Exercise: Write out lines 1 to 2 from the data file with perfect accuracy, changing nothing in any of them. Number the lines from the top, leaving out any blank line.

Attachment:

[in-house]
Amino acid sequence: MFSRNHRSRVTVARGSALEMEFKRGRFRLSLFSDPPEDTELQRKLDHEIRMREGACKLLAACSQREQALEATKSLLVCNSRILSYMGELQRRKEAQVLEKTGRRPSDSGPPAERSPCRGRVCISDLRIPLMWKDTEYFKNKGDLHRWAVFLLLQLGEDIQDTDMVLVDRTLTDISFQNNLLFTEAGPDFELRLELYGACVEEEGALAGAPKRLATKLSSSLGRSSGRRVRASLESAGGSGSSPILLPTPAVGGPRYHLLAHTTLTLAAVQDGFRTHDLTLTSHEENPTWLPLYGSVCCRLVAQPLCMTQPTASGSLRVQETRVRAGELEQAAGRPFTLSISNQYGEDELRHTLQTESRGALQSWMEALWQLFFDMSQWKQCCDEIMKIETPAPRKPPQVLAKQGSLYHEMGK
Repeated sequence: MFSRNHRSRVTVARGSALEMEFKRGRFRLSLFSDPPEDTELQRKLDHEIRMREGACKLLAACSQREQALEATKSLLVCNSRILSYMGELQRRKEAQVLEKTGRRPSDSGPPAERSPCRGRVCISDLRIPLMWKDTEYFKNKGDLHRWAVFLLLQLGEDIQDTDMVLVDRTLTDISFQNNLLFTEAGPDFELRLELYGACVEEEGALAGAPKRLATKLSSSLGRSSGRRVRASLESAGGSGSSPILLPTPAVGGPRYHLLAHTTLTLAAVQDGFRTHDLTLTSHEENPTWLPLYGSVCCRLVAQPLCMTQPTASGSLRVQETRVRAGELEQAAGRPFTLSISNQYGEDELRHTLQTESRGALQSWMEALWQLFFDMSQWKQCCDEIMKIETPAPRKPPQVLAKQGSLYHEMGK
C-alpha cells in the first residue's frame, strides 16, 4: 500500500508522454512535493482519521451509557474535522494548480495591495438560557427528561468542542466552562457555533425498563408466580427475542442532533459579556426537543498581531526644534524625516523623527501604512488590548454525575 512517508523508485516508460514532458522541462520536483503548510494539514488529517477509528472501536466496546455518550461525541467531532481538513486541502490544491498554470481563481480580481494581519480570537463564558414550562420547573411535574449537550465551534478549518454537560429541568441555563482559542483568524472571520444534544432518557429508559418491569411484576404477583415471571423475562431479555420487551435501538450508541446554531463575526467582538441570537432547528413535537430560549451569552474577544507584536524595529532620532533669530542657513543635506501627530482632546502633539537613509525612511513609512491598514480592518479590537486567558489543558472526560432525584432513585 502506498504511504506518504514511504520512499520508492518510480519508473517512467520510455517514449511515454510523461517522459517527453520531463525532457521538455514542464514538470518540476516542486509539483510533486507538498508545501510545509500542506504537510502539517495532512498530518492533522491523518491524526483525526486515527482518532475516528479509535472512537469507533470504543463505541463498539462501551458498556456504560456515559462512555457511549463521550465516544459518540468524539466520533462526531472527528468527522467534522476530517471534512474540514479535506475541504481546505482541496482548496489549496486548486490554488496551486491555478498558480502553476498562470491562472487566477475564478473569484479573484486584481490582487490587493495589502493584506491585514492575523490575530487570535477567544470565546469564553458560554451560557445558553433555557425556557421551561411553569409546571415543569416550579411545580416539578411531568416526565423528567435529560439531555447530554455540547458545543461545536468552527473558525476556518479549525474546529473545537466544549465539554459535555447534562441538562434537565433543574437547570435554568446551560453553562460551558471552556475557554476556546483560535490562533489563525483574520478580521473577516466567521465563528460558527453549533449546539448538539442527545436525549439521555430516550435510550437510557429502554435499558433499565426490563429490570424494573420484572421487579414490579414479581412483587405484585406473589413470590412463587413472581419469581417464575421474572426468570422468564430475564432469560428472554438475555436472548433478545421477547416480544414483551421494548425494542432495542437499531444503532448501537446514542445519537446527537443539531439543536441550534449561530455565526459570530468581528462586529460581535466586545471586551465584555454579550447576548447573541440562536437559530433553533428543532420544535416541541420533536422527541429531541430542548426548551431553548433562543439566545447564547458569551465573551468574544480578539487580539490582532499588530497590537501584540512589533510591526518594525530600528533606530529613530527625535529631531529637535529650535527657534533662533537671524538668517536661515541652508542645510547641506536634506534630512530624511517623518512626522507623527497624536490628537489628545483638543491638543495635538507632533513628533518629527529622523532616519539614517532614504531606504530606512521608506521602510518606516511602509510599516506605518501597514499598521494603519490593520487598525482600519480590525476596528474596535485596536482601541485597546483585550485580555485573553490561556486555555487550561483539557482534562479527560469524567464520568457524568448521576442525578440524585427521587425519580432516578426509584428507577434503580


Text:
[in-house]
Amino acid sequence: MFSRNHRSRVTVARGSALEMEFKRGRFRLSLFSDPPEDTELQRKLDHEIRMREGACKLLAACSQREQALEATKSLLVCNSRILSYMGELQRRKEAQVLEKTGRRPSDSGPPAERSPCRGRVCISDLRIPLMWKDTEYFKNKGDLHRWAVFLLLQLGEDIQDTDMVLVDRTLTDISFQNNLLFTEAGPDFELRLELYGACVEEEGALAGAPKRLATKLSSSLGRSSGRRVRASLESAGGSGSSPILLPTPAVGGPRYHLLAHTTLTLAAVQDGFRTHDLTLTSHEENPTWLPLYGSVCCRLVAQPLCMTQPTASGSLRVQETRVRAGELEQAAGRPFTLSISNQYGEDELRHTLQTESRGALQSWMEALWQLFFDMSQWKQCCDEIMKIETPAPRKPPQVLAKQGSLYHEMGK